The Toronto Sun, home of Sue-Ann Levy, sexy bikini shots and amusing slip-ups, is the latest Toronto daily to try to mitigate waning print advertising revenue by charging for online content. The paper will erect a digital paywall next week, according to the Globe and Mail, which itself already has digital subscriptions in place. Meanwhile, the Toronto Star and National Post have both announced plans to institute walls in the New Year. Below, we break down all four papers’ plans to help you pick which to shell out for.

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Business

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Nokia versus RIM: a patent dispute could result in a BlackBerry sales ban

Research in Motion is on a roll this month, with a BlackBerry 10 launch date announcement and share price upgrades by several high-profile analysts. Still, it wouldn’t be RIM without some bad news mixed in, and the latest is bad enough to imperil the budding comeback: Nokia has won one of its patent disputes against RIM, which could bar the company from selling BlackBerrys. A Swedish arbitration panel has ruled that RIM can’t sell devices that use a crucial patent for accessing wireless local access networks until it pays damages and royalties, and Nokia is taking RIM to court in the U.S., the U.K. and Canada to enforce the decision. An outright sales ban is one possible outcome, though it’s more likely the two companies will work out a settlement and royalty agreement, which could cost RIM up to $350 million a year. Not exactly chump change for a company trying to turn its fortunes around. [Toronto Star]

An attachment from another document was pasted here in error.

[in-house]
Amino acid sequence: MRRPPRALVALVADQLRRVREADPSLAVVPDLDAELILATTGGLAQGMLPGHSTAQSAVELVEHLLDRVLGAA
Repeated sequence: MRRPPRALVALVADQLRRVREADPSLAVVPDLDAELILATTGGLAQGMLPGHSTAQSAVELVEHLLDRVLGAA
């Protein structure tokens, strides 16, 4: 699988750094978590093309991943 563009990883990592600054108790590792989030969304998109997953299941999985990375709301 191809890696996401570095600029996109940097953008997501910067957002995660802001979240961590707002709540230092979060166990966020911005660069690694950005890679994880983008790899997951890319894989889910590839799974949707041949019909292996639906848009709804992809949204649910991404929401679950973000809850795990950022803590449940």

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Business

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RIM’s stock surges with a vote of confidence from CIBC 

CIBC has joined the ranks of companies in the Canadian investment community forecasting a brighter less gloomy future for beleaguered Research in Motion. Yesterday, the bank’s capital markets arm raised its price target for the tech giant to $17 (U.S.) per share—more than double its previous estimate of $8. CIBC also improved RIM’s rating from “sector underperform” (not good) to “sector outperform” (good), and an analyst even called the company’s stock “materially undervalued.” Late last week, a National Bank Financial analyst also upped his price target for RIM from $12 to $15 (U.S.) and suggested investors buy shares in anticipation of the launch of the new BlackBerry 10 operating system, prompting RIM to make its biggest gain on the market since April 2009. Now, the company just really, really needs to make sure it doesn’t delay the release of its new OS. Again. [Canadian Business]

The Dish

Random Stuff

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Hostess declares bankruptcy: could this be the end of the Twinkie in America?

(Image: Christian Cable)